Science Frontiers
The Unusual & Unexplained

Strange Science * Bizarre Biophysics * Anomalous astronomy
From the pages of the World's Scientific Journals

Archaeology Astronomy Biology Geology Geophysics Mathematics Psychology Physics

About Science Frontiers

Science Frontiers is the bimonthly newsletter providing digests of reports that describe scientific anomalies; that is, those observations and facts that challenge prevailing scientific paradigms. Over 2000 Science Frontiers digests have been published since 1976.

These 2,000+ digests represent only the tip of the proverbial iceberg. The Sourcebook Project, which publishes Science Frontiers, also publishes the Catalog of Anomalies, which delves far more deeply into anomalistics and now extends to sixteen volumes, and covers dozens of disciplines.

Over 14,000 volumes of science journals, including all issues of Nature and Science have been examined for reports on anomalies. In this context, the newsletter Science Frontiers is the appetizer and the Catalog of Anomalies is the main course.


Subscriptions to the Science Frontiers newsletter are no longer available.

Compilations of back issues can be found in Science Frontiers: The Book, and original and more detailed reports in the The Sourcebook Project series of books.

The publisher

Please note that the publisher has now closed, and can not be contacted.


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Search results for: hissink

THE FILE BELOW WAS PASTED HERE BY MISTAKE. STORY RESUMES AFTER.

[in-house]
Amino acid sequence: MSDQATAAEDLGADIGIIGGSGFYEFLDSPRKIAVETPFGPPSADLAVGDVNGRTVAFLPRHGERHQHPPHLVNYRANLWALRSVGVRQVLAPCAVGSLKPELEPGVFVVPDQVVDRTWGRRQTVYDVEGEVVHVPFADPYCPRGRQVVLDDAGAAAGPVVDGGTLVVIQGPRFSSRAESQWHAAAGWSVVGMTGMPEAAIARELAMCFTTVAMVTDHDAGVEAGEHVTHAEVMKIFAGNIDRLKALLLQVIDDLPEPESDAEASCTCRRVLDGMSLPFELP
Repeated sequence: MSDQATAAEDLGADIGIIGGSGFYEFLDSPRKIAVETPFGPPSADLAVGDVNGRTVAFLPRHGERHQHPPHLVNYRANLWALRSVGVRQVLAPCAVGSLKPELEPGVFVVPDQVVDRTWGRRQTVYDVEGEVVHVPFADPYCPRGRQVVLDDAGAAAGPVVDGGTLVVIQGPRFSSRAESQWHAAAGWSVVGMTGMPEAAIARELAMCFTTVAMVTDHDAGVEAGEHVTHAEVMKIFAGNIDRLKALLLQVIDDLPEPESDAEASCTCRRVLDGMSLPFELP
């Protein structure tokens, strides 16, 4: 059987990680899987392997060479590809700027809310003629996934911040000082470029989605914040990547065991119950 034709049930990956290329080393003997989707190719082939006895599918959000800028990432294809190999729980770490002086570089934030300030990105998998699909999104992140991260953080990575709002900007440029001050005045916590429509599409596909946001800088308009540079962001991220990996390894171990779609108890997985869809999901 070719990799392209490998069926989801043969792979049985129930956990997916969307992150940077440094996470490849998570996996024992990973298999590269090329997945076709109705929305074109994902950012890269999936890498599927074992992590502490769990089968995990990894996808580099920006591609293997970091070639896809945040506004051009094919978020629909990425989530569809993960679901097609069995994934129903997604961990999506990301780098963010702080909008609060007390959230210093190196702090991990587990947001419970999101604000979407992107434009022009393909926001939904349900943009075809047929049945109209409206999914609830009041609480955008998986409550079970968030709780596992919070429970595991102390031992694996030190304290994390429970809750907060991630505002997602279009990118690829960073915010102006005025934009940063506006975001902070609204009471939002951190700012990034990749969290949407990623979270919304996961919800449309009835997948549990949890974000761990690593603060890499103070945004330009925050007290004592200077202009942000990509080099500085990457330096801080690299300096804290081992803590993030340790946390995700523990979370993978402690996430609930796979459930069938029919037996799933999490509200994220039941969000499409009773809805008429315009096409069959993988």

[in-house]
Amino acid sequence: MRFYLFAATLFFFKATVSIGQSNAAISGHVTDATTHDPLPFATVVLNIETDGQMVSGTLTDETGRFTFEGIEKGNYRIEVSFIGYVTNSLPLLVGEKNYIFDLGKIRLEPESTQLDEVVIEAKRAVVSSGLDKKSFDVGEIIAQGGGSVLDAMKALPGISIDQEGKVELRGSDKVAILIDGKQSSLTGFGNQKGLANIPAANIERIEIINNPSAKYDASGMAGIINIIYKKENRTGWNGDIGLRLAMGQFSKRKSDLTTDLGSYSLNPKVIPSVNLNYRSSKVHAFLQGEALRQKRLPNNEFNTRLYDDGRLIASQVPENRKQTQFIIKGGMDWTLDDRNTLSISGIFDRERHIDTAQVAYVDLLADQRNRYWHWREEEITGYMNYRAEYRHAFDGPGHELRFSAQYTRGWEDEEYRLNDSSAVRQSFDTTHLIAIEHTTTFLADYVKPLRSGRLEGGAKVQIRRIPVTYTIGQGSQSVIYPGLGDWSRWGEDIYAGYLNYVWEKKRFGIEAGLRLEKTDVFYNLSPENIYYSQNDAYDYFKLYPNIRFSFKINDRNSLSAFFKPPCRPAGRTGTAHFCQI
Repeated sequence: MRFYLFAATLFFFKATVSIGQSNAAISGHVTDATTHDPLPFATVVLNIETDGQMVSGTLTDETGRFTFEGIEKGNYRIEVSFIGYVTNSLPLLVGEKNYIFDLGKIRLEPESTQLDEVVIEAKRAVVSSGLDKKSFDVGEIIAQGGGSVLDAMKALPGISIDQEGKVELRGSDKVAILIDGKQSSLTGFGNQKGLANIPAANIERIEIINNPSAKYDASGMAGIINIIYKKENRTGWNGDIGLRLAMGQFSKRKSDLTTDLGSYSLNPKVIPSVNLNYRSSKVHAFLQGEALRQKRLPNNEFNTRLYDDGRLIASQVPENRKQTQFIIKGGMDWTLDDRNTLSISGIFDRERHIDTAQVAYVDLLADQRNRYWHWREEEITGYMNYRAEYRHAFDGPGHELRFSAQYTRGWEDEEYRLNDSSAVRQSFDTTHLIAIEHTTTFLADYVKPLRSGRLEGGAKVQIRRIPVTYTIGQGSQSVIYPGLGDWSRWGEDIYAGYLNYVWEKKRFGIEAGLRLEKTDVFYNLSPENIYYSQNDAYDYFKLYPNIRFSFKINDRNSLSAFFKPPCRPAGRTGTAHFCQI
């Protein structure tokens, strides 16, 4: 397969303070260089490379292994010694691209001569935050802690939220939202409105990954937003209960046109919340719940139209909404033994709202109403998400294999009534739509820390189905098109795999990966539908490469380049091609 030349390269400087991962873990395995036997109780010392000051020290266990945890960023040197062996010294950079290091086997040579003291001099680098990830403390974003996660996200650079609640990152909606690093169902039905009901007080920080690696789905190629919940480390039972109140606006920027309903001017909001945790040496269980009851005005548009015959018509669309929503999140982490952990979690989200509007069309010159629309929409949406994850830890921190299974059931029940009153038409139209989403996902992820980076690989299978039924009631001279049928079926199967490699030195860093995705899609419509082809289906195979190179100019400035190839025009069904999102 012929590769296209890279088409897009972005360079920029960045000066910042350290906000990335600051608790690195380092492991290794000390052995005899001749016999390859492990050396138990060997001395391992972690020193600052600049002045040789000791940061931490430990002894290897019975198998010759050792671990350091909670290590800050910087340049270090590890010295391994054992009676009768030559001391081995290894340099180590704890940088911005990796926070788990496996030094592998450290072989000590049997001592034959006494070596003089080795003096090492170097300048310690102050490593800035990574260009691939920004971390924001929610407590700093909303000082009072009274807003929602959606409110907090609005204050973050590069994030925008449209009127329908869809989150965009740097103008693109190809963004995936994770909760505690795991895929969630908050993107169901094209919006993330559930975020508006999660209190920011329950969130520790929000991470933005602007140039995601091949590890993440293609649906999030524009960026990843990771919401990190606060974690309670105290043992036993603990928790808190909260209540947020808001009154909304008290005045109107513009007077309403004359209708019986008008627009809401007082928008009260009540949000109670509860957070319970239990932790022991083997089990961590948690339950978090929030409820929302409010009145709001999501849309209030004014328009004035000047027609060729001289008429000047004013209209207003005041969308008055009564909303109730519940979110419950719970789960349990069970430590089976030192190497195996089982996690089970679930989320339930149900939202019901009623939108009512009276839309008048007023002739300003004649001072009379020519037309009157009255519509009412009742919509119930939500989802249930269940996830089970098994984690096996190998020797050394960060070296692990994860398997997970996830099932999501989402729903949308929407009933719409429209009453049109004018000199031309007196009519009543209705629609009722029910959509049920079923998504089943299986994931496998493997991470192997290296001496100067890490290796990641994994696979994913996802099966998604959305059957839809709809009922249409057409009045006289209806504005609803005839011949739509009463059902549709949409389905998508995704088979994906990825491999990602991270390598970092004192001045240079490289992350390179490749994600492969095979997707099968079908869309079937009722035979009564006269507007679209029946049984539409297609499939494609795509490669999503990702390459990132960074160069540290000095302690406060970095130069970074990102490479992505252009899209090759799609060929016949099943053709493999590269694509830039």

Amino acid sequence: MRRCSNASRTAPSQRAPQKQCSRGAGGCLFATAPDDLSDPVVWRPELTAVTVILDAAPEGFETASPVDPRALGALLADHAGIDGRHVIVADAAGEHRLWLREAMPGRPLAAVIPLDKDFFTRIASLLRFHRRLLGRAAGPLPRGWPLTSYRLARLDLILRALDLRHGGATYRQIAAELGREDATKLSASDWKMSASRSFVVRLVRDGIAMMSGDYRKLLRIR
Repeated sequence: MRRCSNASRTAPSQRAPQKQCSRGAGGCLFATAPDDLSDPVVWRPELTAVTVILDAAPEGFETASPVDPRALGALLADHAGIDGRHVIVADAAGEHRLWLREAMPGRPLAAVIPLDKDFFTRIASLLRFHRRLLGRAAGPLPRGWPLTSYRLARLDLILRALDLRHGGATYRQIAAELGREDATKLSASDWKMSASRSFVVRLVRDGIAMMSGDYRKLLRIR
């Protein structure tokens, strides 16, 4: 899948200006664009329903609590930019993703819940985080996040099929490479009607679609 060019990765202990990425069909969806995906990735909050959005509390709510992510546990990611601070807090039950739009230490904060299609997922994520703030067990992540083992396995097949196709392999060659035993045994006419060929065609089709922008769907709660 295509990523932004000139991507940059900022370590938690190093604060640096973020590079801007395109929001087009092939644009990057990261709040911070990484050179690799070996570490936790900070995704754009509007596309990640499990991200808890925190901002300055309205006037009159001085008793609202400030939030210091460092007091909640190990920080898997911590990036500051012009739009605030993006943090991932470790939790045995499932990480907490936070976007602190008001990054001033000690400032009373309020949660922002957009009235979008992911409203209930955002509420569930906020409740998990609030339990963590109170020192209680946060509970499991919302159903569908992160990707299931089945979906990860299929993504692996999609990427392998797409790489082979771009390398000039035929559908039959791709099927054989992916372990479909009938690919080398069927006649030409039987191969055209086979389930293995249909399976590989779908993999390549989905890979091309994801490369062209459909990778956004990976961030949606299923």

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... Science Frontiers ONLINE No. 70: Jul-Aug 1990 Issue Contents Other pages Home Page Science Frontiers Online All Issues This Issue Sourcebook Project Sourcebook Subjects Elliptical Halos Original drawing of the halo of Hissink, observed at Leiden. January 26, 1977. In the catalog Rare Halos, Mirages, Anomalous Rainbows, we list nine cases of elliptical halos. Such observations are anomalous becaouse the only wellexplained elliptical halo is formed when the lower and upper tangential arcs of a 22 halo join together. Possibly because of the absence of appropriate theory, R. White, in 1981, suggested that the observations recorded in GEH2 were only the consequences of observational error or inaccuracy in representation of the phenomenon. (This assertion is well-known to all anomalists!) Recently, however, several elliptical halos have graced the skies of Finland. We provide below a summary of these observations, as prepared by J. Hakuma ki and M. Pekkola. First, though, we express appreciation to Hakumaki and Pekkola for a paragraph headlined SOURCEBOOK PROJECT ANOMALIES, where in effect they vindicate the approach of the Project. We now quote from the summary of their article. "In December 1987 two Finnish amateur astronomers observed and photographed a peculiar vertically elliptical ring surrounding the moon. A literature study carried out soon after this first observation brought to light ten reported historical cases of this type of rare halo phenomenon. It was found out that the existence of these elliptical halos has been uncertain to date due to a lack of photographic evidence. One indication of this is that none of the major modern works on ...
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